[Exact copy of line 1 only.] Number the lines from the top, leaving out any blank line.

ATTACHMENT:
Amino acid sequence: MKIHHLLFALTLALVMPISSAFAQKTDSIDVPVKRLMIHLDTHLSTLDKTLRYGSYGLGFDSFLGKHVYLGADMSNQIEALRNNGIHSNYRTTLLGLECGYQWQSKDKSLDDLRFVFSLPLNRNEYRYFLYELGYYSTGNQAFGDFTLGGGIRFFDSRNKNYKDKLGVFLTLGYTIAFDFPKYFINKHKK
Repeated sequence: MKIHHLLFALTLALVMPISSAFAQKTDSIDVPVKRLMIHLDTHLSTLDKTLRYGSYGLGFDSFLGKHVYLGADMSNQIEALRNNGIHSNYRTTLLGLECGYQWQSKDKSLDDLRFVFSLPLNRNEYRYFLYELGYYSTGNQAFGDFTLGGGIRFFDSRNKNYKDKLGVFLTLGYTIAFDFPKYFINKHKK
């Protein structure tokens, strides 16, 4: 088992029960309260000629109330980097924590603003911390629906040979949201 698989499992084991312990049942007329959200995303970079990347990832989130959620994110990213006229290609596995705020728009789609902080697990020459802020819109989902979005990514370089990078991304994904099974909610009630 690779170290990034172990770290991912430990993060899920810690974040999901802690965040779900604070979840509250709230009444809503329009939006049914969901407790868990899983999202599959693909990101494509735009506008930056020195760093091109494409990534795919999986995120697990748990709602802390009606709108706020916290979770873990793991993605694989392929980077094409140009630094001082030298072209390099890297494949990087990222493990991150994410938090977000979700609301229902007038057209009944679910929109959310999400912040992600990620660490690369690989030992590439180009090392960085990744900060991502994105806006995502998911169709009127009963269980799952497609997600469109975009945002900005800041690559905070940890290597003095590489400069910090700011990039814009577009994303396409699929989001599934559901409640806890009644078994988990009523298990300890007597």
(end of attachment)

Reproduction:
Amino acid sequence: MKIHHLLFALTLALVMPISSAFAQKTDSIDVPVKRLMIHLDTHLSTLDKTLRYGSYGLGFDSFLGKHVYLGADMSNQIEALRNNGIHSNYRTTLLGLECGYQWQSKDKSLDDLRFVFSLPLNRNEYRYFLYELGYYSTGNQAFGDFTLGGGIRFFDSRNKNYKDKLGVFLTLGYTIAFDFPKYFINKHKK